THE MERCK VETERINARY MANUAL
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Mycotic Diseases of Reptiles

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Excessively high humidity, low environmental temperature, concurrent disease, malnutrition, and other stressors may predispose reptiles to the development of various mycoses. Little is known about the pathogenesis of systemic mycoses, which can develop over a long period, but maintaining good sanitation and husbandry reduces the frequency of infection. Aspergillus, Cladosporium, Metarhizium, Mucor, Paecilomyces, Penicillium spp, and the Chrysosporium anamorph of Nannizziopsis vriesii are a few of the organisms associated with systemic disease. Reports of successful treatment of systemic mycoses in reptiles are few. Suggested treatments for deep fungal respiratory infections include amphotericin B (5 mg/kg, nebulized in 150 mL of saline for 1 hr, bid), and thiabendazole (50 mg/kg) and ketoconazole (35 mg/kg) in combination, administered PO, sid. For superficial or localized mycotic infections, surgical removal of the granuloma with local wound treatment is advised. Basidiobolus spp, pathogenic for mammals, are found in feces of normal reptiles.

Dermatophytosis has been described in all orders of reptiles. Geotrichum, Fusarium, and Trichosporon are the genera most frequently isolated. In most cases, cutaneous injury precedes a secondary fungal infection. Chelonians with fungal infections of the shell can be treated by local debridement and topical application of Lugol's solution or povidone-iodine. Griseofulvin, at 20–40 mg/kg, PO, every 72 hr for 5 treatments, has been recommended for mycotic skin infections. Topical 1% tolnaftate cream has also been effective. Exposure to ultraviolet light also may be beneficial.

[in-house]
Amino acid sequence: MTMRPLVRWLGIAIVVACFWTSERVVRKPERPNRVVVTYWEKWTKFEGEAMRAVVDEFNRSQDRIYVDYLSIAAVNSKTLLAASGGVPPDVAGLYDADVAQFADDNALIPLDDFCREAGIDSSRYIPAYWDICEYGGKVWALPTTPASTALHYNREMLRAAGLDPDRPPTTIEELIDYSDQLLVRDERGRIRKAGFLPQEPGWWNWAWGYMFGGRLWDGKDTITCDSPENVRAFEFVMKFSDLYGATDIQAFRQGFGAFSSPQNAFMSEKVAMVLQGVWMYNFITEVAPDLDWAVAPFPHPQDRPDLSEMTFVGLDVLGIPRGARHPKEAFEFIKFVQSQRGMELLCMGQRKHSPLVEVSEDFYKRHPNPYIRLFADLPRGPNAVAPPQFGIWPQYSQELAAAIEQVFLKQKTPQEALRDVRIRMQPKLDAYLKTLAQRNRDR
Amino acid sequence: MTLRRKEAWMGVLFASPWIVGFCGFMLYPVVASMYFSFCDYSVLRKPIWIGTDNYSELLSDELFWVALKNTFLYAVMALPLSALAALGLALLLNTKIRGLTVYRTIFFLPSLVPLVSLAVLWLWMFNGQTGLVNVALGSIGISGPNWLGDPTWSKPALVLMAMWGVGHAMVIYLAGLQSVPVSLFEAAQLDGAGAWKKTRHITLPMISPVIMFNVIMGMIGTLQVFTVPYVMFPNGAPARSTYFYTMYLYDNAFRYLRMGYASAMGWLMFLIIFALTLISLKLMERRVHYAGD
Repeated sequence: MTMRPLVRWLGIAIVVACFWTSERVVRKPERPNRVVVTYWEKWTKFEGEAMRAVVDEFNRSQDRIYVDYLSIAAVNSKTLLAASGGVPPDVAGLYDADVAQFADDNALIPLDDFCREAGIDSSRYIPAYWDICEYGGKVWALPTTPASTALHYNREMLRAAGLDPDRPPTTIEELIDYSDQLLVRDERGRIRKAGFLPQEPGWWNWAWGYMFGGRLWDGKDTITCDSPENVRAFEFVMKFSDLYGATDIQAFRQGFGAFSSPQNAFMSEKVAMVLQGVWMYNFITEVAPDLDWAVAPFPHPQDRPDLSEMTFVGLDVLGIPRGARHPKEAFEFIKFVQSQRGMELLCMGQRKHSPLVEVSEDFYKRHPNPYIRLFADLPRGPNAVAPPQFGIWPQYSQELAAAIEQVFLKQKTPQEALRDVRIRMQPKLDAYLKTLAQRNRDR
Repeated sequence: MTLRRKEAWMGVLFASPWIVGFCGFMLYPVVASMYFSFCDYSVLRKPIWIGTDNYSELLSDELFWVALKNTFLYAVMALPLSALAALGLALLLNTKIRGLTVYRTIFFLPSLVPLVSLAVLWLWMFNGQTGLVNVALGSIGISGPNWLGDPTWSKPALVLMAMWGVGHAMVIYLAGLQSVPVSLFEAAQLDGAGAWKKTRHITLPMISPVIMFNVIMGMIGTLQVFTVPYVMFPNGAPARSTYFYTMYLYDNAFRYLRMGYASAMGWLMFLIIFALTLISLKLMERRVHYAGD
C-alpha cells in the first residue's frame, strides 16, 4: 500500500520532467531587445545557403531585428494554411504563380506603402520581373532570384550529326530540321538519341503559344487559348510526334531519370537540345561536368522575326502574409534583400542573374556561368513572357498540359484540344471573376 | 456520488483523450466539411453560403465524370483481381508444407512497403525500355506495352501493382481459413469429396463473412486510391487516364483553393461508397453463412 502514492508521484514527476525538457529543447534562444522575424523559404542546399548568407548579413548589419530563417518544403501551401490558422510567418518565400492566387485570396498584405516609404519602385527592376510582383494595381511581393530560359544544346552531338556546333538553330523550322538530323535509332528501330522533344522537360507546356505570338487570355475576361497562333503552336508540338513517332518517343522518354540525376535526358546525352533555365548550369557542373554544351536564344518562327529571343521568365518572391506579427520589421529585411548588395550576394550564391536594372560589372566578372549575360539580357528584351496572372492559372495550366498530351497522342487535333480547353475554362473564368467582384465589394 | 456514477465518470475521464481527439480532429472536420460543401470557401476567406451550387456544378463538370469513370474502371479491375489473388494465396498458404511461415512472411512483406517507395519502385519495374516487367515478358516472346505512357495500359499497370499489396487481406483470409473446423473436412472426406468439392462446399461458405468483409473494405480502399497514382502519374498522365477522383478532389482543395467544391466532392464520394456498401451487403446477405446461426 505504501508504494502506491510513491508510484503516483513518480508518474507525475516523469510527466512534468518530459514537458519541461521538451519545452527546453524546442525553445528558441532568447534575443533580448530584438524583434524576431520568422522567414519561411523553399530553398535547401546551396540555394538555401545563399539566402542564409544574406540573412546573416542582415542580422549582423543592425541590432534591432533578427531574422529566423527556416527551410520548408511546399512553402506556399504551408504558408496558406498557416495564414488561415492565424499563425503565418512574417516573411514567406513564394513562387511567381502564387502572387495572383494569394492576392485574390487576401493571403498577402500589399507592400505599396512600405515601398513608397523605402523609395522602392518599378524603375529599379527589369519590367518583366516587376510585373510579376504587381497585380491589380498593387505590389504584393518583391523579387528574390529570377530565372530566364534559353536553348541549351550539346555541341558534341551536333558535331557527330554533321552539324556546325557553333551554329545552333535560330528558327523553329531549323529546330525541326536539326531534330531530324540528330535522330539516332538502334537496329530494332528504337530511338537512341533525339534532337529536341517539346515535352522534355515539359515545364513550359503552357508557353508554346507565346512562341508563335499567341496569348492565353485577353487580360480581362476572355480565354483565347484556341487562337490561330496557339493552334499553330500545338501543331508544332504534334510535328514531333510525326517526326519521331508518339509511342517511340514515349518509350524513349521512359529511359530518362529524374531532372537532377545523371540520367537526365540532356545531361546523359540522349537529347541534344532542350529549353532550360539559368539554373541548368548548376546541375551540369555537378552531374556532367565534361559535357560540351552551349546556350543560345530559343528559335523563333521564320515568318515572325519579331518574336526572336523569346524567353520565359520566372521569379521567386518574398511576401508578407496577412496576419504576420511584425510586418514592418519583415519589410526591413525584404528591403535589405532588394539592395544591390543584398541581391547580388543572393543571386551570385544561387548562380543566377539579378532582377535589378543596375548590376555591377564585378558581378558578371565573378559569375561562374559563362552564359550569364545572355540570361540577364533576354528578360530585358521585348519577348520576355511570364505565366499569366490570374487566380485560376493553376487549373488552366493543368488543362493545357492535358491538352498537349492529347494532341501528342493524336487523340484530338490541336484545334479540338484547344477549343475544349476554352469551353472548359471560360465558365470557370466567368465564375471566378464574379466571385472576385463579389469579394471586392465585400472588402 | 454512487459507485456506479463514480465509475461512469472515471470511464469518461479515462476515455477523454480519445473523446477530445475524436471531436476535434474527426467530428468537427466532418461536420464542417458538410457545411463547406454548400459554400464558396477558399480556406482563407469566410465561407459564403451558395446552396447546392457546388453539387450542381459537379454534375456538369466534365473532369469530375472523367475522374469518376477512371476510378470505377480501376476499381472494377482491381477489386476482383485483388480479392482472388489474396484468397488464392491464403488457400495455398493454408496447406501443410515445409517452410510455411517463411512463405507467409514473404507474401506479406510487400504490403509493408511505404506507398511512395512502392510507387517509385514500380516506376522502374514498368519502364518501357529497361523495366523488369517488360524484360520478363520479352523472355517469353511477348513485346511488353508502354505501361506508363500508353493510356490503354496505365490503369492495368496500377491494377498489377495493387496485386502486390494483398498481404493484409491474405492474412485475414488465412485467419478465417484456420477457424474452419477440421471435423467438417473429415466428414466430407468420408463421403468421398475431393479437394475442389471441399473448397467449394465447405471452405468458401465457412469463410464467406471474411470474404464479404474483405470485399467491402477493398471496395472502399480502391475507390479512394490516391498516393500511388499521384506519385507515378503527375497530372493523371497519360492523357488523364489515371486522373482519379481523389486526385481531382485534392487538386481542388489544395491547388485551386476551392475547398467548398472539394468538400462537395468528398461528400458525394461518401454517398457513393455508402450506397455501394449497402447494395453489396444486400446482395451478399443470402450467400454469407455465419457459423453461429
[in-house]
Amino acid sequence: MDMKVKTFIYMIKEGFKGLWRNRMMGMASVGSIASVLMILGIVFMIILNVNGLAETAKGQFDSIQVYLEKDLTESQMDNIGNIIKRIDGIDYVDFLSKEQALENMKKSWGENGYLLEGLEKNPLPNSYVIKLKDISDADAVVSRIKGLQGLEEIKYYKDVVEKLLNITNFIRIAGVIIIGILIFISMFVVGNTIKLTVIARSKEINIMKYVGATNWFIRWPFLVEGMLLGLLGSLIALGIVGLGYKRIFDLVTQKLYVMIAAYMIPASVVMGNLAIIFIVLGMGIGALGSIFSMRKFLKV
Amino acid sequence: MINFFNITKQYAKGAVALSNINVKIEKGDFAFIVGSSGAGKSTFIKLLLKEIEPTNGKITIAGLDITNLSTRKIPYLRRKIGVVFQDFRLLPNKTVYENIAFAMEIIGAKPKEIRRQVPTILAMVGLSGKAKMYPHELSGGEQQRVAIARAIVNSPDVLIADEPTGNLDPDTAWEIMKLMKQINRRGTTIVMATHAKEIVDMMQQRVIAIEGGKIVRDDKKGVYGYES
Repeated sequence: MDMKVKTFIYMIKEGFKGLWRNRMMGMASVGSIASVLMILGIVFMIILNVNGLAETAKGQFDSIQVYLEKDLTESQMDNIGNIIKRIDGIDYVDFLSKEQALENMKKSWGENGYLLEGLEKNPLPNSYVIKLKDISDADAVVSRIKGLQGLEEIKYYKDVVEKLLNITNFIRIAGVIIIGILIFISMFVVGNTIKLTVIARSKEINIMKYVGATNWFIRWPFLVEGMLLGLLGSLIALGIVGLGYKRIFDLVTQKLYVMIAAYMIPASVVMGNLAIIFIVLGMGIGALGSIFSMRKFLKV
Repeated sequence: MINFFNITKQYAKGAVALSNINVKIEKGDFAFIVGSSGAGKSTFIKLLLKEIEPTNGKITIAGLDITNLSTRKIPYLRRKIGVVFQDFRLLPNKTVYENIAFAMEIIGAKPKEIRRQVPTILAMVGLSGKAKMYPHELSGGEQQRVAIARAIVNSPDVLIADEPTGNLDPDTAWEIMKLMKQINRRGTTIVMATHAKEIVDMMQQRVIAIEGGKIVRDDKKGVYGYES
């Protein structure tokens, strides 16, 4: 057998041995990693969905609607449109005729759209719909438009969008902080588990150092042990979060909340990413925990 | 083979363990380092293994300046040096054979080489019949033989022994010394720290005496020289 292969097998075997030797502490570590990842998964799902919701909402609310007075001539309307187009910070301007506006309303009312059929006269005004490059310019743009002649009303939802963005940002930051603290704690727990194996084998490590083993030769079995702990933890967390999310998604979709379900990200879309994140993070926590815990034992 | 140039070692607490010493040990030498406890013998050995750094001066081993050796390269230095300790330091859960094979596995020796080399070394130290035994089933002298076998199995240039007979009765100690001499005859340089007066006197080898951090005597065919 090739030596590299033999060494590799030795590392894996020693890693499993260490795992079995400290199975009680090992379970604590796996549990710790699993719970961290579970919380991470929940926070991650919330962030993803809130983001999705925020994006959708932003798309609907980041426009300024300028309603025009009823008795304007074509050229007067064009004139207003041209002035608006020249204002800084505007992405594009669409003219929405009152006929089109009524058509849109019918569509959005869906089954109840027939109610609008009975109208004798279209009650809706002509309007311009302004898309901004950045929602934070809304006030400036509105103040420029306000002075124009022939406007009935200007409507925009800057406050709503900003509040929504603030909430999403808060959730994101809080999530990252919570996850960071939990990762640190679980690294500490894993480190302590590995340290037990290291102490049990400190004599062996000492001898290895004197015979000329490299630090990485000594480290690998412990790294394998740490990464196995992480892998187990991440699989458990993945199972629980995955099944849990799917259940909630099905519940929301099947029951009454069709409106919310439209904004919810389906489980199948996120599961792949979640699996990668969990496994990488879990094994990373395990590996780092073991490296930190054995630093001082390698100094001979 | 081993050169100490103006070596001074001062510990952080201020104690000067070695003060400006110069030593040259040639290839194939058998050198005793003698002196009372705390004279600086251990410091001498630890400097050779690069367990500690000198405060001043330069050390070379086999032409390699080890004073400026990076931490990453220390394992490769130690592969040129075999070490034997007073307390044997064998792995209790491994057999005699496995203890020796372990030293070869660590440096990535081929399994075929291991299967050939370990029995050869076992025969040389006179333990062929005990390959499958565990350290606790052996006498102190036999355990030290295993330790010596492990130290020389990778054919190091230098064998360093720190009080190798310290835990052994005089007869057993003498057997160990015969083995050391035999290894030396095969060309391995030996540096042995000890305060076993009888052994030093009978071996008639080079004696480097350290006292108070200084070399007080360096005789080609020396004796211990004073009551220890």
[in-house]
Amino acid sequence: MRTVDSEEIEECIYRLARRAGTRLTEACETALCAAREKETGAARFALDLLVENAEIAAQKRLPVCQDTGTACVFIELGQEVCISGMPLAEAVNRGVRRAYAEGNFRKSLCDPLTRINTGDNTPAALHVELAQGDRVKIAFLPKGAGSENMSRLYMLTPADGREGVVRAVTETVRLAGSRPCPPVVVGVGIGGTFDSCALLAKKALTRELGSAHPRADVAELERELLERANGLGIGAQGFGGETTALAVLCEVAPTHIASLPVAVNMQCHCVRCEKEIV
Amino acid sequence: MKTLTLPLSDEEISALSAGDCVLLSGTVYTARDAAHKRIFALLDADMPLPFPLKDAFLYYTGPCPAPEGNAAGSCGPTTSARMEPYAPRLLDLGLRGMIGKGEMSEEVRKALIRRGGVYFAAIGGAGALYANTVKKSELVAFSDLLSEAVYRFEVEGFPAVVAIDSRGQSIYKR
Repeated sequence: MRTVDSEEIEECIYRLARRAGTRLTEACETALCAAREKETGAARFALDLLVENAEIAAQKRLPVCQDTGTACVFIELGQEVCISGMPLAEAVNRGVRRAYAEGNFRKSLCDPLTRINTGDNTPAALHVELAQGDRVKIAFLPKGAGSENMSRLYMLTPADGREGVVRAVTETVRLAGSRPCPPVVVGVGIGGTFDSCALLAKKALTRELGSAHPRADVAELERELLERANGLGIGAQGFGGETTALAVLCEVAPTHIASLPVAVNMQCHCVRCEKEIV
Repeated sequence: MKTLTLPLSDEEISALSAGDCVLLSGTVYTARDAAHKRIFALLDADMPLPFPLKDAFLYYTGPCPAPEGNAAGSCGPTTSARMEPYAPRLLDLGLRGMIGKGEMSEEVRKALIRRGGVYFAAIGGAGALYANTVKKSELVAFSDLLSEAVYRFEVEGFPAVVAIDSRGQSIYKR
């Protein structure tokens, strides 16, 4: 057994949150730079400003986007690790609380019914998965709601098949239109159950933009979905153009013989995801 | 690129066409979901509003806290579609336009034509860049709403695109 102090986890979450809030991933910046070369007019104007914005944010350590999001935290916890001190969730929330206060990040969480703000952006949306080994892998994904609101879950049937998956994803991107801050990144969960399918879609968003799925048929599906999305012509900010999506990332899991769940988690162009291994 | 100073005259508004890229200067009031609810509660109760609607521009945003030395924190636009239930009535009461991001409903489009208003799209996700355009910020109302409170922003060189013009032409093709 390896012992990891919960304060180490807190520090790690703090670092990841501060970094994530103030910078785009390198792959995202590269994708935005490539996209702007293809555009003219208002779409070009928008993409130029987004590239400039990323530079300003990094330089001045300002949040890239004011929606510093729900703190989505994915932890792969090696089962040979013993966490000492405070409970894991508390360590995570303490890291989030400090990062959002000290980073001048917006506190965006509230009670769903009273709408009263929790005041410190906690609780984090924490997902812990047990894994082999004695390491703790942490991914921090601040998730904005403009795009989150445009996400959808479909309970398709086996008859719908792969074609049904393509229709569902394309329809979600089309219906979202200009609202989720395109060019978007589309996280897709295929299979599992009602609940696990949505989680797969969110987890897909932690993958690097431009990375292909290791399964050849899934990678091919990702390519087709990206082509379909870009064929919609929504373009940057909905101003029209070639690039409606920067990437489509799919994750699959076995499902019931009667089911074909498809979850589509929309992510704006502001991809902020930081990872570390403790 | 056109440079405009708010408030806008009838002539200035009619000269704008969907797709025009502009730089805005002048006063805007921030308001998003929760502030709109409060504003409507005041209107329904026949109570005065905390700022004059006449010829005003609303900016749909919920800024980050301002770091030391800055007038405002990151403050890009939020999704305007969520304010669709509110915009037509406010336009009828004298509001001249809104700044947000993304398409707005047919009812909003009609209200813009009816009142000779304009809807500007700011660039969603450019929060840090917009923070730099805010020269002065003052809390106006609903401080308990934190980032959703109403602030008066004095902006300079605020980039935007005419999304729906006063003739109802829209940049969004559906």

Ulceration of GI tissues has been associated with infections by Mucor and Fusarium spp. Chronic visceral granulomatous disease of liver, kidneys, and spleen has been caused by Metarhizium and Paecilomyces spp. Few signs other than weight loss are seen before death. Animals may continue to feed until a few days before death.

The most frequent sites of mycotic infection are the skin and respiratory tract. Metarhizium, Mucor, and Paecilomyces spp are frequent isolates. Aspergillus and Candida spp have been isolated from pulmonary lesions of lizards and chelonians. Most infections involve granuloma or plaque formation with resultant signs of respiratory distress before death.

Candidiasis in large snakes has been treated with nystatin (100,000 U, PO, for 10 days).

Last full review/revision July 2011 by Stephen J. Divers, BVetMed, DZooMed, DACZM, DECZM (herpetology), FRCVS

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